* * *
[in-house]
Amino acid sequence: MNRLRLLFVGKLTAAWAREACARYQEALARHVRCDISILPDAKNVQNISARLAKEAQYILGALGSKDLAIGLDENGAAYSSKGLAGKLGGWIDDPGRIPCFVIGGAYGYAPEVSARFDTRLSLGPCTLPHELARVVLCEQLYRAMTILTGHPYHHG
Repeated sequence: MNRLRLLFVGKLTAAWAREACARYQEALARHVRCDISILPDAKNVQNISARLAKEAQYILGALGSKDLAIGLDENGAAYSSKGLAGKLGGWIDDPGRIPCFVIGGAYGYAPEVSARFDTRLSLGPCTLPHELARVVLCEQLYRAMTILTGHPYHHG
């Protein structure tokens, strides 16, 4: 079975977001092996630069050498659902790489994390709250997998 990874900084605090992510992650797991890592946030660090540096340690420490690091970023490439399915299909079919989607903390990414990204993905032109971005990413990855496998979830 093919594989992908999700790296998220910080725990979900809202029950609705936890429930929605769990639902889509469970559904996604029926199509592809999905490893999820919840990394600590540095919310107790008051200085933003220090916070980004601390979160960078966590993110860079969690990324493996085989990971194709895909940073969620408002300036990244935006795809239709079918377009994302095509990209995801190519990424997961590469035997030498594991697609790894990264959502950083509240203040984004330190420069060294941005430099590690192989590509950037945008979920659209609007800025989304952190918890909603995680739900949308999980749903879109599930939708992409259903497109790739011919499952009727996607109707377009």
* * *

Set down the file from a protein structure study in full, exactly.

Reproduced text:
[in-house]
Amino acid sequence: MNRLRLLFVGKLTAAWAREACARYQEALARHVRCDISILPDAKNVQNISARLAKEAQYILGALGSKDLAIGLDENGAAYSSKGLAGKLGGWIDDPGRIPCFVIGGAYGYAPEVSARFDTRLSLGPCTLPHELARVVLCEQLYRAMTILTGHPYHHG
Repeated sequence: MNRLRLLFVGKLTAAWAREACARYQEALARHVRCDISILPDAKNVQNISARLAKEAQYILGALGSKDLAIGLDENGAAYSSKGLAGKLGGWIDDPGRIPCFVIGGAYGYAPEVSARFDTRLSLGPCTLPHELARVVLCEQLYRAMTILTGHPYHHG
């Protein structure tokens, strides 16, 4: 079975977001092996630069050498659902790489994390709250997998 990874900084605090992510992650797991890592946030660090540096340690420490690091970023490439399915299909079919989607903390990414990204993905032109971005990413990855496998979830 093919594989992908999700790296998220910080725990979900809202029950609705936890429930929605769990639902889509469970559904996604029926199509592809999905490893999820919840990394600590540095919310107790008051200085933003220090916070980004601390979160960078966590993110860079969690990324493996085989990971194709895909940073969620408002300036990244935006795809239709079918377009994302095509990209995801190519990424997961590469035997030498594991697609790894990264959502950083509240203040984004330190420069060294941005430099590690192989590509950037945008979920659209609007800025989304952190918890909603995680739900949308999980749903879109599930939708992409259903497109790739011919499952009727996607109707377009």